There has been a military presence in Gibraltar for more than 300 years and as Brexit appears to have reignited Spain’s territorial claim over the British Overseas Territory, Forces News has met the Armed Forces based there.
Gibraltar is tiny - in fact, it is just 2.6 square miles in size - yet all three military services have a presence there.
"Gibraltar is a strategic place," Commodore Tim Henry, Commander British Forces Gibraltar, told Forces News.
"The Fortress of Gibraltar, the Rock of Gibraltar, is a place where the military can come to and rely on, as they operate either past here or from here.
"That stands as much now as it did 300 years ago."
While there are no aircraft permanently stationed at RAF Gibraltar, they are ready to assist when needed.
RAF Gibraltar also doubles up as the international airport, as well as the main road to the Spanish border.
However, there are also issues and challenges.
Pilots have to navigate touching down next to the Rock of Gibraltar, while military aircraft are required to avoid prohibited Spanish airspace.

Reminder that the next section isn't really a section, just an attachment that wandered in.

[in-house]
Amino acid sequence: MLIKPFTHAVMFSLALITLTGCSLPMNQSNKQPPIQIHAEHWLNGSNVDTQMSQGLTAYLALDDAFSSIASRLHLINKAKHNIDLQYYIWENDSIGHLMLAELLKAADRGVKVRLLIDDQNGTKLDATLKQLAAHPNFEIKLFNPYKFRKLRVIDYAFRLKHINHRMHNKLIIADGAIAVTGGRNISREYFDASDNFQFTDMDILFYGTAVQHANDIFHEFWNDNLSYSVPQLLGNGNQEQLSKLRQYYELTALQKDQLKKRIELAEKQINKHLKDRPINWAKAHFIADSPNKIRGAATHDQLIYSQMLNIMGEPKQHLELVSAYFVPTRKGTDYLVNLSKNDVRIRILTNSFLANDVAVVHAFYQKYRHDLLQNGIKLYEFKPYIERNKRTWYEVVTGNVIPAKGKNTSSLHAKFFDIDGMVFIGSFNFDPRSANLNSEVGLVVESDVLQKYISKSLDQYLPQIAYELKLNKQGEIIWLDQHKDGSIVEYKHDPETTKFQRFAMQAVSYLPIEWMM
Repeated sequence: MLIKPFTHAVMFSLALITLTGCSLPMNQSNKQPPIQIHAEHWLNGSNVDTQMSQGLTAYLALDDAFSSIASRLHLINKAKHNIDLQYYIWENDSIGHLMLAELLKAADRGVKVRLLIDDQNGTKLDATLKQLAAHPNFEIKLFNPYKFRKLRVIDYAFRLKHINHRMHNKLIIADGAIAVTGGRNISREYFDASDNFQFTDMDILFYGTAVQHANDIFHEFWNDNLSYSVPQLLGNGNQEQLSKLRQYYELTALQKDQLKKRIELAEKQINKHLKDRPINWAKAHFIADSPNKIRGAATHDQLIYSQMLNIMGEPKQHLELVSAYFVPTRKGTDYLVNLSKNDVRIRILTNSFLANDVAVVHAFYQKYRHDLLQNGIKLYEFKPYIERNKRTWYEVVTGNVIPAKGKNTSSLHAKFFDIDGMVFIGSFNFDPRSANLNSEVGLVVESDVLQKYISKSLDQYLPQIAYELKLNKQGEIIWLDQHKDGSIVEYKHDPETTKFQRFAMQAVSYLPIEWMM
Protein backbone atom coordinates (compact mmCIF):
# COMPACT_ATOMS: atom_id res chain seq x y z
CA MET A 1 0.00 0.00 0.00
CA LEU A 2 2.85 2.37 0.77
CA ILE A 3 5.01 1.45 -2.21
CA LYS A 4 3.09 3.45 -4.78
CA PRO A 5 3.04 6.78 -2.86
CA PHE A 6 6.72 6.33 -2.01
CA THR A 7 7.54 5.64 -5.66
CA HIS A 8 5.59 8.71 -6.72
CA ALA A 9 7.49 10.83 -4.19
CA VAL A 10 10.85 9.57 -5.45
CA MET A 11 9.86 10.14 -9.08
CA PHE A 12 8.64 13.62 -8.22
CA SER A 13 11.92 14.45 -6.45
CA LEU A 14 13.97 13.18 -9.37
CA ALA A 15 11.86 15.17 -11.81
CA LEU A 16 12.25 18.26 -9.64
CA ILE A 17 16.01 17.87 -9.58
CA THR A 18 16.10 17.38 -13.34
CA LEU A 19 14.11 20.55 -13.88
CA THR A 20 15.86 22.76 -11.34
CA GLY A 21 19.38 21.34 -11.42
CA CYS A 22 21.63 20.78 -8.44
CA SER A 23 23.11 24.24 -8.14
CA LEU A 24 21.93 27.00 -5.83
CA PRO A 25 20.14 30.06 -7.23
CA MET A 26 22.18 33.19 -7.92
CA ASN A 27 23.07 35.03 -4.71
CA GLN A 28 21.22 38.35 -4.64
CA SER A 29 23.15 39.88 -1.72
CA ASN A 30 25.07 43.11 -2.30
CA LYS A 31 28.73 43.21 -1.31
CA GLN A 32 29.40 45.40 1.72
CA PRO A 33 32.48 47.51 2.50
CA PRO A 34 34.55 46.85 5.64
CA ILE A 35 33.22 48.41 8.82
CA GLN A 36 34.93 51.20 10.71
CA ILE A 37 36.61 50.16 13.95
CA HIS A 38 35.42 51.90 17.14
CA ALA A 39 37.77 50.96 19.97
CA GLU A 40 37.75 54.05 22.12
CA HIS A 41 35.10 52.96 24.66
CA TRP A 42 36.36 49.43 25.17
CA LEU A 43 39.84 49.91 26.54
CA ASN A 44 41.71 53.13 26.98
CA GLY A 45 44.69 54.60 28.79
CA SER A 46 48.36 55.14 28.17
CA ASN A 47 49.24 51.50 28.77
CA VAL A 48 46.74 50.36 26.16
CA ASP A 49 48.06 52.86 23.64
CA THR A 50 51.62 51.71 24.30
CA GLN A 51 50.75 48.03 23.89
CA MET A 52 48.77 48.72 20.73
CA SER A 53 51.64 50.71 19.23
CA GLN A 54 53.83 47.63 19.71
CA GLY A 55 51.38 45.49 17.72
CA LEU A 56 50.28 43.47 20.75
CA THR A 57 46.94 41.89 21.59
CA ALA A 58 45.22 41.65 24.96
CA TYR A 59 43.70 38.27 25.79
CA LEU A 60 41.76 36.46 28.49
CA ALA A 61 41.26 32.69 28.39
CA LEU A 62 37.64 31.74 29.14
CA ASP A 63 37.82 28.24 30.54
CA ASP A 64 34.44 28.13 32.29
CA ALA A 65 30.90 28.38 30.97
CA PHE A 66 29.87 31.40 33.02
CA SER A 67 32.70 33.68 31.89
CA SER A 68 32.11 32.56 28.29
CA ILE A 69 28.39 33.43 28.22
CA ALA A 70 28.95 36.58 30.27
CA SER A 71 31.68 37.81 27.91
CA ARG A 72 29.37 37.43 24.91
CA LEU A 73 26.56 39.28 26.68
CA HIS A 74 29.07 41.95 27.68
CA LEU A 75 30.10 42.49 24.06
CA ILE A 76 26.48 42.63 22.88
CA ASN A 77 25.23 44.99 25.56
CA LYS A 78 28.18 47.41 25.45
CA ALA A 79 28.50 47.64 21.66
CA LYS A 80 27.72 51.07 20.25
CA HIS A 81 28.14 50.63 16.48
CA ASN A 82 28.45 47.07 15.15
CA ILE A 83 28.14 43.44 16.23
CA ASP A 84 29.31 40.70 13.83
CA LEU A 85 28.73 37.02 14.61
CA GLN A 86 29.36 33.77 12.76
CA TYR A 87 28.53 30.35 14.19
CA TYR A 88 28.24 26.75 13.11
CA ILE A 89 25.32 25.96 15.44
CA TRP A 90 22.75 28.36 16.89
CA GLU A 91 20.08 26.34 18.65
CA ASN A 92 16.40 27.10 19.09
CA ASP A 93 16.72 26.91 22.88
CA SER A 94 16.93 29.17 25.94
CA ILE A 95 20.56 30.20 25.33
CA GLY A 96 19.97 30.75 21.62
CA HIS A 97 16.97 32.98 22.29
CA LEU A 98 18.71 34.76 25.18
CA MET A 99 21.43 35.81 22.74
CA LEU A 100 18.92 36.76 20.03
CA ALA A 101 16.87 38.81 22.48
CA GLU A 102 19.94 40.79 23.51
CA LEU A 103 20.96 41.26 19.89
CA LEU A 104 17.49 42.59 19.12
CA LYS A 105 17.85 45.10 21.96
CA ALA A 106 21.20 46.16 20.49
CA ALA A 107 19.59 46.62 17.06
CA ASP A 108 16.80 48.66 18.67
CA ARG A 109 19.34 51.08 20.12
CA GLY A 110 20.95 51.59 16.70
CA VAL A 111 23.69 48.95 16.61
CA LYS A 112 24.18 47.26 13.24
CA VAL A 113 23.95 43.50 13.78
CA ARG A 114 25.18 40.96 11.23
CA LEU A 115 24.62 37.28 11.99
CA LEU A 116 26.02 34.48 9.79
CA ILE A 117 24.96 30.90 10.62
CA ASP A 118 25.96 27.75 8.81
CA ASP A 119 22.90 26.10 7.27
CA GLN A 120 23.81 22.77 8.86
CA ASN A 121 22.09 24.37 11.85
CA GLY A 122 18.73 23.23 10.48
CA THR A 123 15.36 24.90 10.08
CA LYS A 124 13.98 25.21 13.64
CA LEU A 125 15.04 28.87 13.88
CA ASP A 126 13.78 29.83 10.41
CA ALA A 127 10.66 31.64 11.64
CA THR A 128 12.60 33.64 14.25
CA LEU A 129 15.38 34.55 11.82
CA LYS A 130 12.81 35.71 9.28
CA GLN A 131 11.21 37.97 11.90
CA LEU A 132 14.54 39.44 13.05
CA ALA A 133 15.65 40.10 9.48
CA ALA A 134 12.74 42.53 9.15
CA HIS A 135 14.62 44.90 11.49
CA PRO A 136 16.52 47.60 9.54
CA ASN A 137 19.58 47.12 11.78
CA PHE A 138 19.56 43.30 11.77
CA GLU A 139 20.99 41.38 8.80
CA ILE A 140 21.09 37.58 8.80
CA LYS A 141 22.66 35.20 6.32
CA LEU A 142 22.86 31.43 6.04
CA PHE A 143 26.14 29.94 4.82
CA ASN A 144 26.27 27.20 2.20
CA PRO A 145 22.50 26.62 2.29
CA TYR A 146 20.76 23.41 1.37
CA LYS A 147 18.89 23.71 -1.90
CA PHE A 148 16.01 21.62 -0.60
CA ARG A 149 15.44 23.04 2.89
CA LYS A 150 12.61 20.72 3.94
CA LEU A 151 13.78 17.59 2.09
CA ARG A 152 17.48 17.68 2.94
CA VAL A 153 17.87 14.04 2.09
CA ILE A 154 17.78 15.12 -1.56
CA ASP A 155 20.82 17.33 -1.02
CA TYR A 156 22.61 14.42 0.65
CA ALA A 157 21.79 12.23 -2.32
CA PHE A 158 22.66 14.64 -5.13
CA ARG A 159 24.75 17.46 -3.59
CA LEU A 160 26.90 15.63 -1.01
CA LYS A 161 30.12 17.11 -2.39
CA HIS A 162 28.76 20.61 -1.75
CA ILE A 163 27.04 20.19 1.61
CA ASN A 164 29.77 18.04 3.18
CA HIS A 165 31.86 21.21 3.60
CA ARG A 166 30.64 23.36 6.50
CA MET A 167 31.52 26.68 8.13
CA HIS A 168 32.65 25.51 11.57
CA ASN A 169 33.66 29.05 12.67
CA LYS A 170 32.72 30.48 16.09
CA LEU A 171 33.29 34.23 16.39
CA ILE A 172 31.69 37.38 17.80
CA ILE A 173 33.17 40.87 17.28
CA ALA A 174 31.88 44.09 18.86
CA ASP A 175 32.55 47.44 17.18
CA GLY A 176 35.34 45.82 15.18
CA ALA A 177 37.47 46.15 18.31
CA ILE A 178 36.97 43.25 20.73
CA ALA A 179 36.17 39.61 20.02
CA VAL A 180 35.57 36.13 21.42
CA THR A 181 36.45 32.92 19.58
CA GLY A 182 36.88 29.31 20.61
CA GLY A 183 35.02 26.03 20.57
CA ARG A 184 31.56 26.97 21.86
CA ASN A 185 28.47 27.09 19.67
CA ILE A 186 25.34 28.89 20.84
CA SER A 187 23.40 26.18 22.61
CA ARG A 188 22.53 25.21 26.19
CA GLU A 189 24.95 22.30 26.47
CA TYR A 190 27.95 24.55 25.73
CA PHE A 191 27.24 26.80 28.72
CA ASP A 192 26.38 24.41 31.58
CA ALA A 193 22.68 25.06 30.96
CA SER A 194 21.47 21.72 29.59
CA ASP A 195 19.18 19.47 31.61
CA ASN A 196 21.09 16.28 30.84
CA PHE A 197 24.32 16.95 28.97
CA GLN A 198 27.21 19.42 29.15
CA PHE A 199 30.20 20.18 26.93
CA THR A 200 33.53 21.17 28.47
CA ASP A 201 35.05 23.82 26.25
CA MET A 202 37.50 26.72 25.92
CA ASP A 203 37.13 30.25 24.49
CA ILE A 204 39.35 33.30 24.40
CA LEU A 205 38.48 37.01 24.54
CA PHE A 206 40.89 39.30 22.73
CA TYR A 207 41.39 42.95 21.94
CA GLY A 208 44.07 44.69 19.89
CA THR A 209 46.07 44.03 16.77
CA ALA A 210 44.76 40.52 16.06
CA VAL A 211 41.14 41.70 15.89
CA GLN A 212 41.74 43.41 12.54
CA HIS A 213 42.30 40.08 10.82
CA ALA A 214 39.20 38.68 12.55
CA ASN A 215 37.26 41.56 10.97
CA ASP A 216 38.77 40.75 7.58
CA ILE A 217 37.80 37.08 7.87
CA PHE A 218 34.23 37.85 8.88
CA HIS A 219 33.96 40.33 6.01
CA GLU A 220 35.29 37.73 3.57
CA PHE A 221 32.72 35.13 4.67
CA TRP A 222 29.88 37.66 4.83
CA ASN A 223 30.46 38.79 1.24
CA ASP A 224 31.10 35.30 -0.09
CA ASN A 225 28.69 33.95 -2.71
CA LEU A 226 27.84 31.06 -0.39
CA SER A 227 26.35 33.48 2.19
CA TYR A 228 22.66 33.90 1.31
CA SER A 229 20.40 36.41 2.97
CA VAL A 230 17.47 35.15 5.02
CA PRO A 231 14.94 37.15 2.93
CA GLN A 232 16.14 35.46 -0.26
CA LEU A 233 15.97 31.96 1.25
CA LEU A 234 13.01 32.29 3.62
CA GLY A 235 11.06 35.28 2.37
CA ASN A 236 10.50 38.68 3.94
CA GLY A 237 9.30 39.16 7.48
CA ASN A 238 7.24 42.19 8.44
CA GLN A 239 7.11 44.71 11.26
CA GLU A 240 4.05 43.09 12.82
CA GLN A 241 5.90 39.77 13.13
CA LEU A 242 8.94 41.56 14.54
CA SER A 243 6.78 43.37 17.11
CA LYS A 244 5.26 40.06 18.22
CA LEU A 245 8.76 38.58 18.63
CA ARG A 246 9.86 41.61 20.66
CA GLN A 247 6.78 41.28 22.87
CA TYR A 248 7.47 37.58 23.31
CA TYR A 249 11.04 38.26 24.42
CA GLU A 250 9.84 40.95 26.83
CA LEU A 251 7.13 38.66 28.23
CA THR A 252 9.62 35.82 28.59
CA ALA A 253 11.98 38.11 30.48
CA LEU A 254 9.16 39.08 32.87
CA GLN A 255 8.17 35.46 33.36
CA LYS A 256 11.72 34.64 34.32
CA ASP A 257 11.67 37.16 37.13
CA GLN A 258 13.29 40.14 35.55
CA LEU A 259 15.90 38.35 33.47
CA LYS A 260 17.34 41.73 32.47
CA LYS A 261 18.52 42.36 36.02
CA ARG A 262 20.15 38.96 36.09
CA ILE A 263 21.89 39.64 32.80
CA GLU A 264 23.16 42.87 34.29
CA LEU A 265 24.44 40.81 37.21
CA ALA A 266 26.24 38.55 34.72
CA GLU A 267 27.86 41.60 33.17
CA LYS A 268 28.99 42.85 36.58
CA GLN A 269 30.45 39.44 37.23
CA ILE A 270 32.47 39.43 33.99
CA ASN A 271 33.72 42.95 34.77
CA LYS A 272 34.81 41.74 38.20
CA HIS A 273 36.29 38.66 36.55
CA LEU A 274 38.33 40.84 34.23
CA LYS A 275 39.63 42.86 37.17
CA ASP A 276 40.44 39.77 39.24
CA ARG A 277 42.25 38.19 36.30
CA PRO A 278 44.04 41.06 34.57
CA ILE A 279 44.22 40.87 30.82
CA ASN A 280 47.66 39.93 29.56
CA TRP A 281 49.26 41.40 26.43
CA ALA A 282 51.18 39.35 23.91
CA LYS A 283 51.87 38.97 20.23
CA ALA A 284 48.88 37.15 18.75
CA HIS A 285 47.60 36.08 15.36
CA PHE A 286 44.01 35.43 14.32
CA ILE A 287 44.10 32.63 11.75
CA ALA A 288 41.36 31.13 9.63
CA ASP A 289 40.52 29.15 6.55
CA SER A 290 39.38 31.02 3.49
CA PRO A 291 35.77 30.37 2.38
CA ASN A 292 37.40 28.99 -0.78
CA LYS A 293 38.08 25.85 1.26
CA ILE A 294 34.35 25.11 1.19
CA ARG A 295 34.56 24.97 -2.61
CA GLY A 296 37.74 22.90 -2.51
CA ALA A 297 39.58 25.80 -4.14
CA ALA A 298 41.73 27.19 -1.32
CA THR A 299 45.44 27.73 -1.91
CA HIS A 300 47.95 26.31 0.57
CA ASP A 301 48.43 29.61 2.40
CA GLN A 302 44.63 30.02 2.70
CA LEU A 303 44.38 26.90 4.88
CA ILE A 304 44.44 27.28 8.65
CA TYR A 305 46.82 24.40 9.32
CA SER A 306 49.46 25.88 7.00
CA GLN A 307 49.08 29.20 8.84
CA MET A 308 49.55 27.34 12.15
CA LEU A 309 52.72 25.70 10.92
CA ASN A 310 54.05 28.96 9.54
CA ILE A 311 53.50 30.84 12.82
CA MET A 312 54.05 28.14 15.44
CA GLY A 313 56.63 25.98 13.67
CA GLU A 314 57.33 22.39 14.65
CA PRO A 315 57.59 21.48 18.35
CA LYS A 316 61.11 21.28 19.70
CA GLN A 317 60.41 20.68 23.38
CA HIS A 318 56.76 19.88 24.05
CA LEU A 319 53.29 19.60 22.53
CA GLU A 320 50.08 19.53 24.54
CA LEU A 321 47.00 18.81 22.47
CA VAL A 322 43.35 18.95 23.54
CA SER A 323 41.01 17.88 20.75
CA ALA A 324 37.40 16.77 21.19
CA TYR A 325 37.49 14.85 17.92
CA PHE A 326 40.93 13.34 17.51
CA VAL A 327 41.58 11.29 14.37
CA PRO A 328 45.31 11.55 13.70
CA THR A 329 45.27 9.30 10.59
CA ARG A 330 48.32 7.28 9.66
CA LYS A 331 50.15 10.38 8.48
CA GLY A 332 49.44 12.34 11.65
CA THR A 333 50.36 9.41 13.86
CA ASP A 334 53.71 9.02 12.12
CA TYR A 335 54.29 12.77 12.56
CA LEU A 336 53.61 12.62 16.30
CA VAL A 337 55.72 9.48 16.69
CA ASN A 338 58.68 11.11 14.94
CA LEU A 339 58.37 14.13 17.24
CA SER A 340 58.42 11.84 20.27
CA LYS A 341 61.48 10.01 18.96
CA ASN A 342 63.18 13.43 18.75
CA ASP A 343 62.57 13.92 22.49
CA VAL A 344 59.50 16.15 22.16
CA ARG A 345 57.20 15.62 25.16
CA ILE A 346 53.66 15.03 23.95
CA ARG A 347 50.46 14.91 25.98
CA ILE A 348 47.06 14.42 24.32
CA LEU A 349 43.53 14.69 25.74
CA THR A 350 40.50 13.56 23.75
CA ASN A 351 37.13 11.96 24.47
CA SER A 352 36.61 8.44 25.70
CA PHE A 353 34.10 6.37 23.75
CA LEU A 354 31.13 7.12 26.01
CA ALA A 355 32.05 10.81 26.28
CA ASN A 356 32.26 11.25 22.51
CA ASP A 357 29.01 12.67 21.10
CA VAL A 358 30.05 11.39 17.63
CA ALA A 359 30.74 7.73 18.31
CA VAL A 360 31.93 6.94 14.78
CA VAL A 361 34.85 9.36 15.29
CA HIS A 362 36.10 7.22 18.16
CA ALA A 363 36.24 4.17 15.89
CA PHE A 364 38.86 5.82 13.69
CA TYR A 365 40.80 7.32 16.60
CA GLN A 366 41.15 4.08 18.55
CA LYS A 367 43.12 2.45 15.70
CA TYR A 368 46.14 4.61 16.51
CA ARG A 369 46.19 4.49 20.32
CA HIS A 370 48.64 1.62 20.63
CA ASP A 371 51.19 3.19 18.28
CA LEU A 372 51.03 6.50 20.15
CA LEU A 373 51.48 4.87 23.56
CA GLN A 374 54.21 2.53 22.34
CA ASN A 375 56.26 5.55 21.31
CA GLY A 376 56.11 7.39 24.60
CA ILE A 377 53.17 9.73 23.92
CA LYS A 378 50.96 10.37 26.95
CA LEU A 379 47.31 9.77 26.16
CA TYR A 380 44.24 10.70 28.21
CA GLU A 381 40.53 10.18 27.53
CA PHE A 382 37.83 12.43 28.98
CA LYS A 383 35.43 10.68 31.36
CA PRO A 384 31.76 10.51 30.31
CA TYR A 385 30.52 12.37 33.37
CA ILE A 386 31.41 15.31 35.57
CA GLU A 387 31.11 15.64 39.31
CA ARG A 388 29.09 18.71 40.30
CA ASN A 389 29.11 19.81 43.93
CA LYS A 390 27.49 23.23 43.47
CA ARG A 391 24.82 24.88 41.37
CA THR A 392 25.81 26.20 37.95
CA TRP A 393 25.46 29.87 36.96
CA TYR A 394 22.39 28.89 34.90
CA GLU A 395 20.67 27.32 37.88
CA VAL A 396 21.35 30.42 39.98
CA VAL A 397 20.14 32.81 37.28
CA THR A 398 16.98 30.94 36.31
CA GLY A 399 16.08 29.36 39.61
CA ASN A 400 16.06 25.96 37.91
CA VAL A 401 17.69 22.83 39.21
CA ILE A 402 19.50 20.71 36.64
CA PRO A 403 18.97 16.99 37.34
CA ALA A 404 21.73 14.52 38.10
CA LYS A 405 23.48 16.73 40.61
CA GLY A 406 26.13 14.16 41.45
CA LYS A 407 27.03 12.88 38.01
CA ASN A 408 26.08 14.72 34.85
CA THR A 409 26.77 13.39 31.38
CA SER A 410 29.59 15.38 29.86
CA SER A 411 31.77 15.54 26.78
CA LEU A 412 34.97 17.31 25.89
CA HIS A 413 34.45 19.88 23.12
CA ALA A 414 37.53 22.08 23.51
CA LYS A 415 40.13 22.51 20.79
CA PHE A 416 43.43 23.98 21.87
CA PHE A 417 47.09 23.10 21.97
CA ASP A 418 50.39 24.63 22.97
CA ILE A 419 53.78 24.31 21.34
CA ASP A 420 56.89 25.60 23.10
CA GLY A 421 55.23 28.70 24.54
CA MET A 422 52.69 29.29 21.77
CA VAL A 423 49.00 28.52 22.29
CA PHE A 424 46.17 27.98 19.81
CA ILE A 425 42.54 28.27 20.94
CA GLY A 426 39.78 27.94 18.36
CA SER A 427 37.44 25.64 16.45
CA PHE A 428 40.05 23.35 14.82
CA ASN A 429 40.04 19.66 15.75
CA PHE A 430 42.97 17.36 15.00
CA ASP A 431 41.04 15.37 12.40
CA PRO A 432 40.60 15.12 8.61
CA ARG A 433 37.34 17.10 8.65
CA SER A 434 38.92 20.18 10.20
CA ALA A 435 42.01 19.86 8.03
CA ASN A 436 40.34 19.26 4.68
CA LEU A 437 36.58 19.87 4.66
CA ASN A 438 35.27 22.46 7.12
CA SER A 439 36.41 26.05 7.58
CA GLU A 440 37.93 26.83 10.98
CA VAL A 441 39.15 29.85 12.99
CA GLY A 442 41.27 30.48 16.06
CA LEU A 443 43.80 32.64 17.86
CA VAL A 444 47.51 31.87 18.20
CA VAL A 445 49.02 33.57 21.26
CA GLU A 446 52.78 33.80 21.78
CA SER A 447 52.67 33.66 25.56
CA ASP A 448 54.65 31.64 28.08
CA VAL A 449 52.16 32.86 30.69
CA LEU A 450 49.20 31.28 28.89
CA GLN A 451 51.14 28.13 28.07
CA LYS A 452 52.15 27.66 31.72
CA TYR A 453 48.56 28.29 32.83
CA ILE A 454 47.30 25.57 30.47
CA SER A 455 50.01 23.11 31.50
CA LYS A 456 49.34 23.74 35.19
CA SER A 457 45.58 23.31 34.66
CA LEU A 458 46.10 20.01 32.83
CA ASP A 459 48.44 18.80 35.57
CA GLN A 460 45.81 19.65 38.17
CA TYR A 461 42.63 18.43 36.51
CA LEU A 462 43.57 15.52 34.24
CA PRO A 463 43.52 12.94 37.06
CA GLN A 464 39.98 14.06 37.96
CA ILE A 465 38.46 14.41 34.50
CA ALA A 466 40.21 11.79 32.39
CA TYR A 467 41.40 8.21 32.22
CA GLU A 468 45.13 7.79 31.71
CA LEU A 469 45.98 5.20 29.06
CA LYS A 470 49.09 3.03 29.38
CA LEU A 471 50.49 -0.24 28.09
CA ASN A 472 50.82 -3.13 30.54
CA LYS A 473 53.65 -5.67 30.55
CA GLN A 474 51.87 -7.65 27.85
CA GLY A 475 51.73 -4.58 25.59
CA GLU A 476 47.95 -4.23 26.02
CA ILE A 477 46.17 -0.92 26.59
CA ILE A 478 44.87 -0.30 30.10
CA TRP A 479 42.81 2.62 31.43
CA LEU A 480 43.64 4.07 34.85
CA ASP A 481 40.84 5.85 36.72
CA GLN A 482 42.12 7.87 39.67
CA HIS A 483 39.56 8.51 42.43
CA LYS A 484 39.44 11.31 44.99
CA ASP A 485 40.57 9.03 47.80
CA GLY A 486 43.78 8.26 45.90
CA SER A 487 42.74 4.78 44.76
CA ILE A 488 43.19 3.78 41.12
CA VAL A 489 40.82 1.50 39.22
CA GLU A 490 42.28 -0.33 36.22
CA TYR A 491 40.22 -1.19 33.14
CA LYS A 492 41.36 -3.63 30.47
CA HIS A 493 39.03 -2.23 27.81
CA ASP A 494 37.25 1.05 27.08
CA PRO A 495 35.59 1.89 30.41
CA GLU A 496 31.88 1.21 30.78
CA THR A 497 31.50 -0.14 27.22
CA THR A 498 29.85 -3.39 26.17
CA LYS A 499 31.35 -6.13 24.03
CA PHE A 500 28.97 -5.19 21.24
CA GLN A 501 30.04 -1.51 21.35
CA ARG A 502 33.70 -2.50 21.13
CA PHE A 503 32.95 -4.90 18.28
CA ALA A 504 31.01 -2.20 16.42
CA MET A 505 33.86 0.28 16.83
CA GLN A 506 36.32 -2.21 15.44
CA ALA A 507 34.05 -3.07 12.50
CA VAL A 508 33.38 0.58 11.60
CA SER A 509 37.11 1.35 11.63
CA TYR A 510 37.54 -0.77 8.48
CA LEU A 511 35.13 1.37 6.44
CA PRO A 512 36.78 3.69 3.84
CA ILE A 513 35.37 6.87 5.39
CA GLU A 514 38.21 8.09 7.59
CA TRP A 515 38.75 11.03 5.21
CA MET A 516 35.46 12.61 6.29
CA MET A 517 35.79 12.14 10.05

Meanwhile, in the sea, there also tensions.
The Royal Navy’s Gibraltar Squadron patrols the territory’s coastline, escorting visiting ships and submarines.
They challenge vessels from other militaries, neighbouring Spain included, who might act inappropriately in British Gibraltar Territorial Waters (BGTW).
As well as the Navy and the Air Force, the British Army also has a presence in Gibraltar.
The Royal Gibraltar Regiment is the only formed Army unit in the territory.
Known as the 'Barbarians', the Royal Gibraltar Regiment is a light role infantry battalion.
"A lot of the Regiment are bilingual," said Major Timothy Cumming.
"The majority speaking English and Spanish very well, and some Portuguese speakers, which gives us the opportunity to do a number of defence engagement tasks in Chile.
"I deployed a couple of years ago, as an example, to train some Chilean marines prior to their deployment to some UN missions in Haiti and South Africa.
"So, we have that unique ability to do that."
Alongside operations, the Regiment also carry out ceremonial duties, including using the 105 light gun.
More than 34,000 people live in Gibraltar which is self-governing, except for defence and foreign policy.
It has been under British rule since 1713 and its border with Spain is just over a mile long.